While I wish I could bore you to tears with the history of the representation of every community of color in TV, I think we get the idea…
Just a year or two ago, the dearth of brown faces on TV was a regular one of those “too true, *sigh*” conversations I’d have with my friends every few weeks.
But then, a funny thing happened…
It was just me, a bottle of cheap chardonnay, and a TV remote on a blizzardy Friday night. Making my usual OnDemand rounds, I manage to spend 5+ hours (yep, and I wasn’t even done yet!) without watching a single show that did not feature a leading character of color.
And it was all over the map here. I got in my high drama with Cookie (Empire) and Olivia Pope (Scandal). I got my mystery-thriller on with Professor Annalise Keating (How To Get Away With Murder), my supernatural freaky with Angelica Celaya‘s Zed on Constantine, straight horror with American Horror Story, some superhero action with Cisco the West family in The Flash. Some hilarious family antics with Fresh Off The Boatand Modern Family.And, of course, got some nerdy historical fiction on with the Mills sisters and Irving in Sleepy Hollow. If I was really desperate I could even have hunted down some Grey’s Anatomy for some medical drama.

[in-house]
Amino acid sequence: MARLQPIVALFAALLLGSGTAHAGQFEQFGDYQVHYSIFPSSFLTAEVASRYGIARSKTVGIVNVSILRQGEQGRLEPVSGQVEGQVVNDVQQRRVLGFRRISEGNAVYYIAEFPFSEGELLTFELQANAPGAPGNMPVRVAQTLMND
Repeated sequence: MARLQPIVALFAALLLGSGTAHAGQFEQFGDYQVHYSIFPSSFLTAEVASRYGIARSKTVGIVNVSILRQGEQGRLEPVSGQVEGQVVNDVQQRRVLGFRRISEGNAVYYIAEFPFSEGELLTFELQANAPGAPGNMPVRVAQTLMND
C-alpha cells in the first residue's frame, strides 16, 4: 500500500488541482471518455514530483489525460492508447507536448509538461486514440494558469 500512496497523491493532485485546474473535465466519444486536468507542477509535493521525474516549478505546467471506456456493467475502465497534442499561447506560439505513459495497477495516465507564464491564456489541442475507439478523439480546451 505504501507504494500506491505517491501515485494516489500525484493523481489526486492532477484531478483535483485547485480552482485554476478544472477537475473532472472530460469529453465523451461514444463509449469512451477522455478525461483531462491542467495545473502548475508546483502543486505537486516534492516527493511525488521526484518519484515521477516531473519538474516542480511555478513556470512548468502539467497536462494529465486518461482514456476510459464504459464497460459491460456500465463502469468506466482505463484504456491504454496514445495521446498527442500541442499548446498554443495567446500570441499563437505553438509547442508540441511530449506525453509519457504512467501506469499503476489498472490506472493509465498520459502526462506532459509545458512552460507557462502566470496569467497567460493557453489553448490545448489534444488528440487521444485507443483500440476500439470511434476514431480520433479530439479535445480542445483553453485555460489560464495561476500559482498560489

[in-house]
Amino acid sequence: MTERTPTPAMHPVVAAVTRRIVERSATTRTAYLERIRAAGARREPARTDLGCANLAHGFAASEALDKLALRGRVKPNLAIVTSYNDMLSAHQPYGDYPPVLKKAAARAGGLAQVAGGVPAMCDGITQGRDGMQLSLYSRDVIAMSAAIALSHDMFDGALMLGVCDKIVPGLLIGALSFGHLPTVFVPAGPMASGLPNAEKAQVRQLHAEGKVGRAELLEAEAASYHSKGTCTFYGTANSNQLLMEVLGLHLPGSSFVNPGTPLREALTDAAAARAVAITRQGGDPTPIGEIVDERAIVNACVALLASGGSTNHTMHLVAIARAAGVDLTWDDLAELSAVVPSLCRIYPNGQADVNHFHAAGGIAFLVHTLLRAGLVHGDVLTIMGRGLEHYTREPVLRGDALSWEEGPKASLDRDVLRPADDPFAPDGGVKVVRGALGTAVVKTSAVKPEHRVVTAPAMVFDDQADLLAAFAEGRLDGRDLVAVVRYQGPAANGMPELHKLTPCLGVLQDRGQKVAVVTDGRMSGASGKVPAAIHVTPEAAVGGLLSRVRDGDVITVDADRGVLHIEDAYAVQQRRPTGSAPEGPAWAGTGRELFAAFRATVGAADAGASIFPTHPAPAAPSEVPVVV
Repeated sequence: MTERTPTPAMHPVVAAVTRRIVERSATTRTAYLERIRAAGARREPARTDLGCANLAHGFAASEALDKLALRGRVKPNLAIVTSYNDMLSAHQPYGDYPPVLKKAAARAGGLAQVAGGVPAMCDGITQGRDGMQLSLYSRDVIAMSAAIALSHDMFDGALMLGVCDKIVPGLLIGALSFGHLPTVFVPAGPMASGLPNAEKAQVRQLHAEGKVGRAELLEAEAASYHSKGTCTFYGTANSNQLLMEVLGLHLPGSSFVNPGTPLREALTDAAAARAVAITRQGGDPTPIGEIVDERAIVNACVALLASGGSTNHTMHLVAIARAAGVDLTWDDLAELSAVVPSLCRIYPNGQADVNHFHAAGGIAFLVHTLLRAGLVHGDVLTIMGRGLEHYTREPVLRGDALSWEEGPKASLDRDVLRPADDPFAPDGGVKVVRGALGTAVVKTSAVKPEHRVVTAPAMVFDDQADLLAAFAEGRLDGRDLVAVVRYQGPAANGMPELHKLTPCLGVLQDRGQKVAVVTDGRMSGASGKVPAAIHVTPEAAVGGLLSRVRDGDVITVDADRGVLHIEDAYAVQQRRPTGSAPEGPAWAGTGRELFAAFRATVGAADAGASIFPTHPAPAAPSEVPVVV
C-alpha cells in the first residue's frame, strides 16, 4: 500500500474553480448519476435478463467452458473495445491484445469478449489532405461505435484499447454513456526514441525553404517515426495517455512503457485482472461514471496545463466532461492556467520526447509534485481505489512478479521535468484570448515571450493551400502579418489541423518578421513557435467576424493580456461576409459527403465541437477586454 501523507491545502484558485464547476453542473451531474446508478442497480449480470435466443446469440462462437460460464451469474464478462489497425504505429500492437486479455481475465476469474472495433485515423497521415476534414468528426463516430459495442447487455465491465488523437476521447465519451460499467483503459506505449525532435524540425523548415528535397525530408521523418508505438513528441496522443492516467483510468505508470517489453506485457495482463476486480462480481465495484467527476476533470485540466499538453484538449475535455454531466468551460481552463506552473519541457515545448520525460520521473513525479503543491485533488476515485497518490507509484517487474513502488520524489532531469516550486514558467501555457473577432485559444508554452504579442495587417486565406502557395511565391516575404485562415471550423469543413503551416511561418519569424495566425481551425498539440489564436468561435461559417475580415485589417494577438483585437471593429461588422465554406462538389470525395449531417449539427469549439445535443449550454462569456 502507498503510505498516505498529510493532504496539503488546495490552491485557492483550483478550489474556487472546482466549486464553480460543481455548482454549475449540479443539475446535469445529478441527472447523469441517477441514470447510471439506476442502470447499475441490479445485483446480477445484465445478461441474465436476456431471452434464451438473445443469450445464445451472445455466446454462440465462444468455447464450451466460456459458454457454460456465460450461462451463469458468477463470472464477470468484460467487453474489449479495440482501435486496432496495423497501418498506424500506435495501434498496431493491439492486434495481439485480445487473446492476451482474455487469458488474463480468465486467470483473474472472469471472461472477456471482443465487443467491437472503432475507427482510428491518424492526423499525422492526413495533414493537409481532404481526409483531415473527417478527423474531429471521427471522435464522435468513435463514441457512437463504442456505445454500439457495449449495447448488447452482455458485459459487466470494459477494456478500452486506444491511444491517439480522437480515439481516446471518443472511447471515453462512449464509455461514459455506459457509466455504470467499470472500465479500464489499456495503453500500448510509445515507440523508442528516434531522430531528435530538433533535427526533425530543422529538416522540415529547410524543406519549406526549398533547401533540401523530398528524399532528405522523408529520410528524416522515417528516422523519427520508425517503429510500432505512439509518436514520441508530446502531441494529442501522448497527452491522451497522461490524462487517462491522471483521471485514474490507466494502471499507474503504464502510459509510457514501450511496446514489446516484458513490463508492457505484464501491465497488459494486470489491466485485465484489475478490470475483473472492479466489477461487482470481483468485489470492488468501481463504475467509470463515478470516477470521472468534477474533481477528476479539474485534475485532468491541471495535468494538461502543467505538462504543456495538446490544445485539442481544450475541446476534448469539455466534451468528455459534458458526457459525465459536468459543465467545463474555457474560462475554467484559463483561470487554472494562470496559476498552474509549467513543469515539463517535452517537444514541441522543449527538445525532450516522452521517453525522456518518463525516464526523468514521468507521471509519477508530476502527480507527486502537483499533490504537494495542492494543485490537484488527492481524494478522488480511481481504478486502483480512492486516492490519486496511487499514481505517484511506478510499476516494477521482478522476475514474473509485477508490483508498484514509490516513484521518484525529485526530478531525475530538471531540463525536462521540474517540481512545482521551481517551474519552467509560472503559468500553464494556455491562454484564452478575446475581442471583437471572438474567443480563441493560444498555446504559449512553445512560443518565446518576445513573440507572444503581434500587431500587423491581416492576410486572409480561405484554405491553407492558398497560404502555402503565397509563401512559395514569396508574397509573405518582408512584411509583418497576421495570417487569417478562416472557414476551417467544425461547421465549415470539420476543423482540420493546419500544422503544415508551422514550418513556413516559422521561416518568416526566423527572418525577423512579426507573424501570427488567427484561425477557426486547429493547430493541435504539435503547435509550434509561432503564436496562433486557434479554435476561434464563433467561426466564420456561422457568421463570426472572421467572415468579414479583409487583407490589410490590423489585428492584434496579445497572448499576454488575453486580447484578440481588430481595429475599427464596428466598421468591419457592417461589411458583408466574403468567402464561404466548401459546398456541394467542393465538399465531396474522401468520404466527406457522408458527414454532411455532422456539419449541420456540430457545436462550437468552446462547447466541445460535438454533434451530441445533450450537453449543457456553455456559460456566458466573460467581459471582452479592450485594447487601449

This is the first time that TV hasn’t relegated characters of color either to the margins of an otherwise white cast, as “the brown friend,” but actually has characters of color leading prime time shows. And some are even heroes, villains, love interests… freaking complex, rounded, rich characters!